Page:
It’s hard to believe, but the ubiquitous sparkling wine prosecco was relatively rare in the United States until 20 years ago. Since then, prosecco has been on a tear, increasing over 10 percent annually in recent years and leading sparkling wine sales in the U.S. Reasons for this growth and popularity vary but low cost, food pairing flexibility and mixability certainly contribute to this impressive trend.
Prosecco is made from at least 85 percent glera grapes, which in the past were sometimes referred to as prosecco grapes. Grown in the Prosecco region north and west of Venice, several other white grapes are allowed to make up the balance. Up to 15 percent pinot noir can be blended with glera for rosé prosecco. Rosé prosecco is definitely the new kid on the block since wine officials in Italy only granted DOC status in January of this year.
Prosecco is a great inexpensive choice for making brunch mimosas and many other traditional sparkling wine cocktails, such as kir royale.
Like other sparkling wines, prosecco pairs well with many foods, especially chicken, fish dishes and an assortment of appetizers.
We recently tasted through a selection of 6 proseccos, including 2 rosés, and selected 3 that we felt merited the attention of our readers.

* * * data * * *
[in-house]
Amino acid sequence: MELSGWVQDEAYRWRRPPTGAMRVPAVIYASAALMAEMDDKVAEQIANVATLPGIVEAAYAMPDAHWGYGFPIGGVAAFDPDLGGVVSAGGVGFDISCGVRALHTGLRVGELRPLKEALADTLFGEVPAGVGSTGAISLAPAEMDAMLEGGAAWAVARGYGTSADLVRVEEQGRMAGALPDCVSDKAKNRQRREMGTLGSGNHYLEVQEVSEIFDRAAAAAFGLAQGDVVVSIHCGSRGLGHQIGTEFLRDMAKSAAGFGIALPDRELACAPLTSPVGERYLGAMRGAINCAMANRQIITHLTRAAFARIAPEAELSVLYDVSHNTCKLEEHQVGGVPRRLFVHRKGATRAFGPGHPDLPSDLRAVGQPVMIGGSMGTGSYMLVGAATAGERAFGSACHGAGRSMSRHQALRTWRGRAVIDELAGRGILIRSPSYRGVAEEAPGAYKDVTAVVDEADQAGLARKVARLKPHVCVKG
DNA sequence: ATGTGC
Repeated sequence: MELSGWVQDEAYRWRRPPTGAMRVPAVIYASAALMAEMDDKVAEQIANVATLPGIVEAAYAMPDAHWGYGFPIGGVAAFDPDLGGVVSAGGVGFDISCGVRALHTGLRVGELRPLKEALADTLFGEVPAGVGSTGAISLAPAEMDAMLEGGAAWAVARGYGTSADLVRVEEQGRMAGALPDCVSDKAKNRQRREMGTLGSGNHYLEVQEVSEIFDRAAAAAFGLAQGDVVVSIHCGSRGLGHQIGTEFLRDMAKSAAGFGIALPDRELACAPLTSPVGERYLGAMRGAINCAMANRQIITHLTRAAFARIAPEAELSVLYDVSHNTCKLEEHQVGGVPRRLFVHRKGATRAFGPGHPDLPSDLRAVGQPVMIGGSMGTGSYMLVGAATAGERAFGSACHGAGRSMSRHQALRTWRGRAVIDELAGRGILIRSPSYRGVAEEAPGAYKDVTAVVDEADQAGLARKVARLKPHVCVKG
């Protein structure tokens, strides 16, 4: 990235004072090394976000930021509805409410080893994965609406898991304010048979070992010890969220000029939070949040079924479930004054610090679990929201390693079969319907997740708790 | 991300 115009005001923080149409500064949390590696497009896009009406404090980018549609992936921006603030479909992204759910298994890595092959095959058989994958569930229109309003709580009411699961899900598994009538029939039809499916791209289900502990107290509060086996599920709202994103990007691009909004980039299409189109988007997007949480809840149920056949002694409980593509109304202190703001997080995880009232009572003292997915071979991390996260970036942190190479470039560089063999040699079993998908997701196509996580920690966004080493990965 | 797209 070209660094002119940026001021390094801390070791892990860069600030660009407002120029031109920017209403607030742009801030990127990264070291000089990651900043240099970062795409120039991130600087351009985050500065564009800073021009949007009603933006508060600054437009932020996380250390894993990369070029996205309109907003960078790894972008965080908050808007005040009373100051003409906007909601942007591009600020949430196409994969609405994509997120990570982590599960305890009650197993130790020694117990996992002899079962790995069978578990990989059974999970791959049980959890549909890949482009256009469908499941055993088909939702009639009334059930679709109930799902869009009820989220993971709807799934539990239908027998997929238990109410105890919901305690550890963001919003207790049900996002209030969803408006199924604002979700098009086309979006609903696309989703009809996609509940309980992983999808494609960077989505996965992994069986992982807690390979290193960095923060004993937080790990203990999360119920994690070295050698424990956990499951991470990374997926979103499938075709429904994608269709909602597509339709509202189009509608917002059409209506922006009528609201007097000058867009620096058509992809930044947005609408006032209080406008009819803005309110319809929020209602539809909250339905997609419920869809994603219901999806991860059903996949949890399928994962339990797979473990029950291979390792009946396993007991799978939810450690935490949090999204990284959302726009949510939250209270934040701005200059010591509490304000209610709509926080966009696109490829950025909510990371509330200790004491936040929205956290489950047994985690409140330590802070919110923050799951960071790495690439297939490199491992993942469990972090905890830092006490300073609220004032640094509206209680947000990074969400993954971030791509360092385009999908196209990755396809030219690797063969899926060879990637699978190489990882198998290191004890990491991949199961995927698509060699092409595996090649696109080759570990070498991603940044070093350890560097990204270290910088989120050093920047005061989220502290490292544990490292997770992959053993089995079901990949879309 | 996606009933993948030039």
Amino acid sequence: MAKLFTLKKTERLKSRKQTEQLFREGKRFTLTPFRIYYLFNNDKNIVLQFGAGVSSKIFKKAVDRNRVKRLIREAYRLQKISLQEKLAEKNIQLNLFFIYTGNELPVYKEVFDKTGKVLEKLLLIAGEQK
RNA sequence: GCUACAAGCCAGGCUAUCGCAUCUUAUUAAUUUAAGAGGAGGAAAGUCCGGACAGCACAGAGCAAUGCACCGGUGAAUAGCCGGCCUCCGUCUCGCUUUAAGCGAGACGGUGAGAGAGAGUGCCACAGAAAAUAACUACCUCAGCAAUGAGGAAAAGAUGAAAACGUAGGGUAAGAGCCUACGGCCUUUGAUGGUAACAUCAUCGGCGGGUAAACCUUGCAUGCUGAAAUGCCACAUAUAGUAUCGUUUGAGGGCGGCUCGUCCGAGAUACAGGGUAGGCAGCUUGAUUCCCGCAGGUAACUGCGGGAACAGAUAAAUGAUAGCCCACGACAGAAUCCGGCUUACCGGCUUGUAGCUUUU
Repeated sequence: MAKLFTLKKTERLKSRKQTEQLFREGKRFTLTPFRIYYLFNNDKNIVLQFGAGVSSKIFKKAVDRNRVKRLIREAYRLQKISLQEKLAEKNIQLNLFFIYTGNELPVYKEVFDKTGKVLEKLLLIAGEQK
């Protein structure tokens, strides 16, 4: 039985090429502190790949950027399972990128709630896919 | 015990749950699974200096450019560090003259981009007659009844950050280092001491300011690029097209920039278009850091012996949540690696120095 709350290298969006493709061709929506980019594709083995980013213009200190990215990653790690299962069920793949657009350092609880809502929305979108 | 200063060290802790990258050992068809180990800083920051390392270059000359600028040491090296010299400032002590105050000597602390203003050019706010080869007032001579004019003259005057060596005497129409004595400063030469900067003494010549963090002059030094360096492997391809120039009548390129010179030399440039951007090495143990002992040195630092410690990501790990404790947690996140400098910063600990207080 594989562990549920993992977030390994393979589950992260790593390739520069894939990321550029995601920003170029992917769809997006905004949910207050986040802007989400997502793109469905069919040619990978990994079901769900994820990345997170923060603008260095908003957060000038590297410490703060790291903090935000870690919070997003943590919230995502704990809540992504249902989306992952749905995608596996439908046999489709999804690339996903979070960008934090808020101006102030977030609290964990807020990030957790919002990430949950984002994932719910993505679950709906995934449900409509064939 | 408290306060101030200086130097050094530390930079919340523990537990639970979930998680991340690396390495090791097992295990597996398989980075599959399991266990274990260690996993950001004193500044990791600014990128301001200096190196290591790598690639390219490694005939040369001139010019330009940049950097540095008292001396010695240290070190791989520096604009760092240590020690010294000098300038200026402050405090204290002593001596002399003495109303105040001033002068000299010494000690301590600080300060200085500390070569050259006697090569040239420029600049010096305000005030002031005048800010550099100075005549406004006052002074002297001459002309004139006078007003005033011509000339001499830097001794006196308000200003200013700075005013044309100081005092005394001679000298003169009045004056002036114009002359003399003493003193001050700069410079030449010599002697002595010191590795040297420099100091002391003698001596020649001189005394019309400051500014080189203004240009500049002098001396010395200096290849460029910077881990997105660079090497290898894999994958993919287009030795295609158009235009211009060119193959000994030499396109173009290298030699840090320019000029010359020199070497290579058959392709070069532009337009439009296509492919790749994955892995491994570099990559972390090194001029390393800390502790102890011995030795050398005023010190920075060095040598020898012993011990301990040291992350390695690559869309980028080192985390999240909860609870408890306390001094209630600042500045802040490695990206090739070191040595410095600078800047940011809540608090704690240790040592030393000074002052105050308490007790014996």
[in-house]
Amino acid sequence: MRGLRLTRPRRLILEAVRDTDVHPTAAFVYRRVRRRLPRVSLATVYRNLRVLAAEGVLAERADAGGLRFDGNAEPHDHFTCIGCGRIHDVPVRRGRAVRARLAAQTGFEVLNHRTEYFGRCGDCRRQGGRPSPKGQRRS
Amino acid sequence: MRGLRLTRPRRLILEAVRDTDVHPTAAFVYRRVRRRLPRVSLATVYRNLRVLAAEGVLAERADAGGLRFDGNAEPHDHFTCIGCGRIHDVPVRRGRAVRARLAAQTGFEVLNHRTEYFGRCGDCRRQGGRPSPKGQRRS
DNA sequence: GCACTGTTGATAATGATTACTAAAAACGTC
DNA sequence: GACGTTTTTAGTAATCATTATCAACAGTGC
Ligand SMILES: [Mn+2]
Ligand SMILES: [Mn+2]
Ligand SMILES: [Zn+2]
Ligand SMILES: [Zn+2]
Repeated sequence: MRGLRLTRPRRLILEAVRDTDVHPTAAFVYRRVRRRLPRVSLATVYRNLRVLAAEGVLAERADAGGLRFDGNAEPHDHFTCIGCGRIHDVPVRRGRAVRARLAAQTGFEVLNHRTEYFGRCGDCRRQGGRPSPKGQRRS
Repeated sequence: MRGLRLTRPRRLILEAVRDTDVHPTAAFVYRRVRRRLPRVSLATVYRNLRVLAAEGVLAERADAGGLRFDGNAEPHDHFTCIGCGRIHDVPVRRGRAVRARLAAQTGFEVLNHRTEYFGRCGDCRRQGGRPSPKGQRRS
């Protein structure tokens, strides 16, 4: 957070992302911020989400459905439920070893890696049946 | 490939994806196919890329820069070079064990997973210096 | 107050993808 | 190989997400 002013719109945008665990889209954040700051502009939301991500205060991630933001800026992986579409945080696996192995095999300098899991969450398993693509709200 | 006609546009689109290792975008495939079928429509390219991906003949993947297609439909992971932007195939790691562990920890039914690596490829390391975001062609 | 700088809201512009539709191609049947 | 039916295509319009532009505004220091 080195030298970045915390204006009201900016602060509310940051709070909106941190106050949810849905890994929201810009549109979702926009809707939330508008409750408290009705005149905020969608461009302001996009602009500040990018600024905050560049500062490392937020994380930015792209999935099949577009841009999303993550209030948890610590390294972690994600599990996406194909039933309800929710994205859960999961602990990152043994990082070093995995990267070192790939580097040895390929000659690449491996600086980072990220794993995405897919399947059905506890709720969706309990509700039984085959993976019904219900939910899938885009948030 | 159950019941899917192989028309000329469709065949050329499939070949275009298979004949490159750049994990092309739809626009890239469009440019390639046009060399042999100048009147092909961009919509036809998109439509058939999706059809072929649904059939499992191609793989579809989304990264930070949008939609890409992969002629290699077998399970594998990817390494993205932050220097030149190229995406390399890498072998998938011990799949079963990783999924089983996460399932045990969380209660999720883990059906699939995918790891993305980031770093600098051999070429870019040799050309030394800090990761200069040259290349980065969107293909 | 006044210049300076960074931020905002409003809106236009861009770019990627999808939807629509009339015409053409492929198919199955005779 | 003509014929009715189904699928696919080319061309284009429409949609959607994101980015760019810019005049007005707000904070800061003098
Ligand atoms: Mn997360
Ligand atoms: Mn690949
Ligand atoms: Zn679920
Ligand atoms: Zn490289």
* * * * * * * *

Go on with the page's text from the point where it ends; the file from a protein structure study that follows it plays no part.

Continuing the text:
Our two favorite proseccos were produced by the giant Italian cooperative producer Cavit, which is the largest producer of varietal wines in Italy. We tasted Cavit’s Lunetta Prosecco Rose ($15) and were really impressed. The sparkler featured a bold, slightly sweet style that featured lovely cherry and strawberry notes. Very easy to just sip by itself.
The extra-dry Cavit Prosecco ($15-17) presented citrus, green apple notes with bright acidity and a wee hint of sweetness.
Lastly, we enjoyed the Valdo Prosecco Brut ($15), a product of the Bolla wine company, which drank more like a sparkling wine made from a bolder, more distinctive grape such as chardonnay. The Valdo tasted and displayed scents of ripe, yellow Delicious apples and a hint of tropical fruit with a pleasant yeasty note. Serve this one by itself to maximize enjoyment.
Bico Amarelo 2019 ($12). This light and simple white blend from the Vinho Verde region of Portugal is a nice spring wine to sip. It consists of loureiro, alvarinho and avesso grapes. Citrus and tropical fruit notes dominate with a touch of minerality.
Quinta do Ameal Loureiro 2019 ($18). Made entirely of loureiro grapes common to Portugal, this vibrant wine has racy acidity and citrus, melon notes to go with seafood or to just sip by itself.
Gaja Ca’Marcanda Promis 2019 ($50). Made by one of the most reputable producers in Italy, this offshoot from the Maremma region is a dense, concentrated blend of merlot, syrah and sangiovese. Lavender and blue fruit aromas with plum and blackberry flavors. Worth the price.